Madagascan PM denies resignation claim

Antananarivo, Apr 9: Madagascar's presidency has announced the resignation of Prime Minister Jean Ravelonarivo after weeks of political conflict, a claim swiftly denied by the head of government who said he planned to step down in the future.

Ravelonarivo and President Hery Rajaonarimampianina have been in conflict over issues including the poor condition of the island's main roads and rising crime in the capital Antananarivo.


Rajaonarimampianina won elections in 2013 but has been beset by opposition to his rule, with lawmakers trying to unseat him for alleged constitutional violations and incompetence.

"The president has accepted the resignation of Prime Minister Jean Ravelonarivo," the presidency said in a statement yesterday that gave no reason for the move.

"Until the formation of a new government, members of the outgoing government will oversee government affairs." However, hours later the prime minister insisted he had not stepped down.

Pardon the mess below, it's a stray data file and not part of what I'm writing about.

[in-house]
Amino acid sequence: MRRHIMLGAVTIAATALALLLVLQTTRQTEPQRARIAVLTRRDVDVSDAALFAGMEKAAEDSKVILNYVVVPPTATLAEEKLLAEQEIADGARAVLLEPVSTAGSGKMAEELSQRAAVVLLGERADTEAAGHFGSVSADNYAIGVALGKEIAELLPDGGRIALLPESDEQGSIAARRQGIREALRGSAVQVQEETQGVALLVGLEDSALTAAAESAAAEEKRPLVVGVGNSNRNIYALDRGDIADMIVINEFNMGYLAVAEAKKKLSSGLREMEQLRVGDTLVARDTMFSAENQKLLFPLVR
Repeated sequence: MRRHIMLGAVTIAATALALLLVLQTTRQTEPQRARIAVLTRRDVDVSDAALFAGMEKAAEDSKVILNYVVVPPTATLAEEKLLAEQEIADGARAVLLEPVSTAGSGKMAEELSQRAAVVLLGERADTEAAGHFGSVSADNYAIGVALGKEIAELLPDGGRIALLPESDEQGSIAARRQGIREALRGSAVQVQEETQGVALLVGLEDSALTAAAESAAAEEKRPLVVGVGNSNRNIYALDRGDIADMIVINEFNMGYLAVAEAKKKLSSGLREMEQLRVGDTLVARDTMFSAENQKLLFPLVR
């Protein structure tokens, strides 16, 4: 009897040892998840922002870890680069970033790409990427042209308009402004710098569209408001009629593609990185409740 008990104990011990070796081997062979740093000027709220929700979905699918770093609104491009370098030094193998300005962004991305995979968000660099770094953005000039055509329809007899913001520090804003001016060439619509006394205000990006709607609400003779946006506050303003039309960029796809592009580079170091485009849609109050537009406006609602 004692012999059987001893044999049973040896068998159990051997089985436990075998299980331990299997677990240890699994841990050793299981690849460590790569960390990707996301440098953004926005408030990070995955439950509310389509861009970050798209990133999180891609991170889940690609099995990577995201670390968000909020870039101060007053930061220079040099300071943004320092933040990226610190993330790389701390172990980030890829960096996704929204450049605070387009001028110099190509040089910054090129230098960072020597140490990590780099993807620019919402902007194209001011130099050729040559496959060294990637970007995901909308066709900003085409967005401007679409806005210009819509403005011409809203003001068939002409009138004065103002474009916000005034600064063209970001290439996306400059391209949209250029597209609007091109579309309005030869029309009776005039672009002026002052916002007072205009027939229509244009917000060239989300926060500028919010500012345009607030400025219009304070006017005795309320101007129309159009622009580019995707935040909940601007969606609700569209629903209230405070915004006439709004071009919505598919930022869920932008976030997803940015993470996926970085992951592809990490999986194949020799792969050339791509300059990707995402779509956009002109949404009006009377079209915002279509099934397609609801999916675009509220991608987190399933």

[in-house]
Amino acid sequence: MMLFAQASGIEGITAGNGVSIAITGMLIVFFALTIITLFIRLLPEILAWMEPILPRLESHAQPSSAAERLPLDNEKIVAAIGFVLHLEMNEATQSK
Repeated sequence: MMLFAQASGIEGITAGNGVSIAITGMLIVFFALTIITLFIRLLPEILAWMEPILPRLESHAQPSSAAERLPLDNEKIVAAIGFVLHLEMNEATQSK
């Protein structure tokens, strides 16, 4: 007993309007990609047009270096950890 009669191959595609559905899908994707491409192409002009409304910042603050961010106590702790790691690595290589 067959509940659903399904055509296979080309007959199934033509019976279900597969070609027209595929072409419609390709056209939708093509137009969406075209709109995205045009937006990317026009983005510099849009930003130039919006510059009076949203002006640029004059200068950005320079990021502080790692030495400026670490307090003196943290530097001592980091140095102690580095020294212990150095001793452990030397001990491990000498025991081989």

"I spoke with the president this morning about a resignation and I said that I would first speak to my family," Ravelonarivo told reporters in his office.

"After that meeting, in my car, I heard the announcement of my resignation," he added. "Up to now I have not resigned. However, in the greater interests of the nation I will tender my resignation at a more opportune moment," he explained, without giving a date.

The Indian Ocean island nation of Madagascar has endured several years of turmoil after Marc Ravalomanana was ousted as president in a 2009 coup that led to the withdrawal of foreign investment and donor money.

In 2013, a presidential election that was designed to resolve complex power struggles brought Rajaonarimampianina to power. Ravelonarivo took office as prime minister last year.

Madagascar remains one of the world's poorest countries, heavily dependent on foreign aid, and any renewed political trouble could threaten development.

The country off Africa's southeastern coast with a population of 23 million is famed for its unique wildlife, the result of evolution through geographical isolation. 


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